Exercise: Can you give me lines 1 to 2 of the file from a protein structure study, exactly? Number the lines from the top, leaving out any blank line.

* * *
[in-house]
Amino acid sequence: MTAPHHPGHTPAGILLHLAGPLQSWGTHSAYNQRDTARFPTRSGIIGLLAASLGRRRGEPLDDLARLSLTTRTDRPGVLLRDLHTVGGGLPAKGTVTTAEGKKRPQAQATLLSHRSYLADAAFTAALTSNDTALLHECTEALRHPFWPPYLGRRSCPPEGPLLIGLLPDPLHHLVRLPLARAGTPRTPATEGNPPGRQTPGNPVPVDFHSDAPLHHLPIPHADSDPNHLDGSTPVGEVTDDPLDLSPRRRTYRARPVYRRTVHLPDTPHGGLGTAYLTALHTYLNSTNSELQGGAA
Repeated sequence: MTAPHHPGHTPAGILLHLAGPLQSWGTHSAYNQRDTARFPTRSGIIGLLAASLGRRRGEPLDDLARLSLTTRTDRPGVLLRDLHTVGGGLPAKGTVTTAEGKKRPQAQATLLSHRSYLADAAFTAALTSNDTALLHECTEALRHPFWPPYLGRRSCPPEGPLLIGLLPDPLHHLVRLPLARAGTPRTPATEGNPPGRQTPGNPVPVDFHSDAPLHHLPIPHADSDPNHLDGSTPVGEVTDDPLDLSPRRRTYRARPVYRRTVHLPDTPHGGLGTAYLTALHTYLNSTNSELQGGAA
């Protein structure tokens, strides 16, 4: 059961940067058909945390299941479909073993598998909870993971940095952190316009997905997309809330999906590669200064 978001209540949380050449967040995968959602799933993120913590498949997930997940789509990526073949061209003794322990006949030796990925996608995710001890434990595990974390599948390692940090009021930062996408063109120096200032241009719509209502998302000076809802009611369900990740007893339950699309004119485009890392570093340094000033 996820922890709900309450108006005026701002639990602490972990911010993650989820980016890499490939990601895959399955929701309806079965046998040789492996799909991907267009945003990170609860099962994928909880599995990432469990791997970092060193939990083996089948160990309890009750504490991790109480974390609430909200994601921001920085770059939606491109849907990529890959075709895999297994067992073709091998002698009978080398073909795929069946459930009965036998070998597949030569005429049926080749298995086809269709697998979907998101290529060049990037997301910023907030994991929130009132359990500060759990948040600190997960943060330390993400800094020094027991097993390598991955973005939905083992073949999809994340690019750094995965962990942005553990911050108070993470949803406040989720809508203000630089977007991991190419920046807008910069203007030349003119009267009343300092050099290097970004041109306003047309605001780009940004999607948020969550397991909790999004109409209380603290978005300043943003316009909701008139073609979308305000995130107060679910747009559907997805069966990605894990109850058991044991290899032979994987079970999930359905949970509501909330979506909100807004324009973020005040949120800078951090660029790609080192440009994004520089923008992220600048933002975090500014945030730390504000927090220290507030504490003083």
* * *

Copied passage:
[in-house]
Amino acid sequence: MTAPHHPGHTPAGILLHLAGPLQSWGTHSAYNQRDTARFPTRSGIIGLLAASLGRRRGEPLDDLARLSLTTRTDRPGVLLRDLHTVGGGLPAKGTVTTAEGKKRPQAQATLLSHRSYLADAAFTAALTSNDTALLHECTEALRHPFWPPYLGRRSCPPEGPLLIGLLPDPLHHLVRLPLARAGTPRTPATEGNPPGRQTPGNPVPVDFHSDAPLHHLPIPHADSDPNHLDGSTPVGEVTDDPLDLSPRRRTYRARPVYRRTVHLPDTPHGGLGTAYLTALHTYLNSTNSELQGGAA